Boston Duck Tours Optimistic About 2021 Season

WBZ-TV's Rachel Holt spoke with Boston Duck Tour drivers who are eager to get the season started.

Video Transcript

DAVID WADE: Bring on the duck boats. No, there's no championship parade, but the Boston icons are about to hit the streets again. After a pandemic-shortened season last year, the amphibious vehicles are ready to roll.

LISA HUGHES: Yeah, now tour organizers have safety in mind, of course, and a new target audience. WBZ's Rachel Holt shows us.

DAN FOLEY: The oldest public subway system in the United States.

RACHEL HOLT: Dan Foley, or "Professor Quackenstein," is starting his 10th season as a conductor at Boston Duck Tours.

DAN FOLEY: I am looking forward to having guests on the ducks enjoying our beautiful city.

GENO FORGIT: When we switch up and put the propeller on and then splash in the water, the reaction from the crowd is always just one of the most amazing things.

RACHEL HOLT: Business was far from smooth sailing last year, with a shortened 2020 season that began in July.

CINDY BROWN: Our business was down 92% last year compared to '19. So we've lost business travel, we've lost conventions, meetings, field trips, international.

RACHEL HOLT: According to Boston Duck Tours CEO Cindy Brown, that led to a $4.5 million loss in revenue. While tourism remains down, the company is shifting its focus to the locals.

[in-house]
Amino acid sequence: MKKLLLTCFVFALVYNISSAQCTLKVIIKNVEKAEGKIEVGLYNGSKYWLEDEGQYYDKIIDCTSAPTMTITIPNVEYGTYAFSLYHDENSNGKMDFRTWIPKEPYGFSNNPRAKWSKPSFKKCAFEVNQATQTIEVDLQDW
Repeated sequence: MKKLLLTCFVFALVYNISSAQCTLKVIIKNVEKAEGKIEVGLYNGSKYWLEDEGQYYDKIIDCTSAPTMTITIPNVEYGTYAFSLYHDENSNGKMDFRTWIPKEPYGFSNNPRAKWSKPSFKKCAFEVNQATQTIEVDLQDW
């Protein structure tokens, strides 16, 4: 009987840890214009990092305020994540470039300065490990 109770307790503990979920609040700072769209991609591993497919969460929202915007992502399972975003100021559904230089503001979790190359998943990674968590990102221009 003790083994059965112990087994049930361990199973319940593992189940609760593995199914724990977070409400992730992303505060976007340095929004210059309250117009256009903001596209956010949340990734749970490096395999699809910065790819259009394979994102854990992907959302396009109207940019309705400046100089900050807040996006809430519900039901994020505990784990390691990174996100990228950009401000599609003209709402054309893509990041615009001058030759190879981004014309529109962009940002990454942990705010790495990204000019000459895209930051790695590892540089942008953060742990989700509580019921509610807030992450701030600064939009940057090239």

DAN FOLEY: Last year, we got a lot of people that were more local to Boston. After the tour, they will say to me, "I never knew that about Boston," about one thing or another.

RACHEL HOLT: With tours starting April 1, Brown is feeling optimistic about this season.

CINDY BROWN: We're really only about a week and a half off from a normal start date. We should be in really good shape to have a much better year than last year.

RACHEL HOLT: Starting out, 15 of the company's 27 duck boats will be in use, operating at 50% capacity.

CINDY BROWN: So we'll be able to have a group on the dock and then we'll space them with other groups. So it'll be a little bit more spread out. Obviously, the windows on the ducks help for air flow.

GENO FORGIT: I'm really looking forward to getting back to work and getting back to, you know, just driving through the city and seeing everybody out there again.

RACHEL HOLT: For WBZ News, I'm Rachel Holt.

LISA HUGHES: Yeah, David, you said you brought David Jr. into Boston like a tourist today.

DAVID WADE: That's right. And I got to say, the duck boat is one of my favorite things to do in Boston. A good time no matter what. The drivers are so funny.

LISA HUGHES: There, of course, Dr. Quackenstein, one of the esteemed PhDs you can find walking around Boston.

DAVID WADE: Of course. Professor Quackenstein. Love it.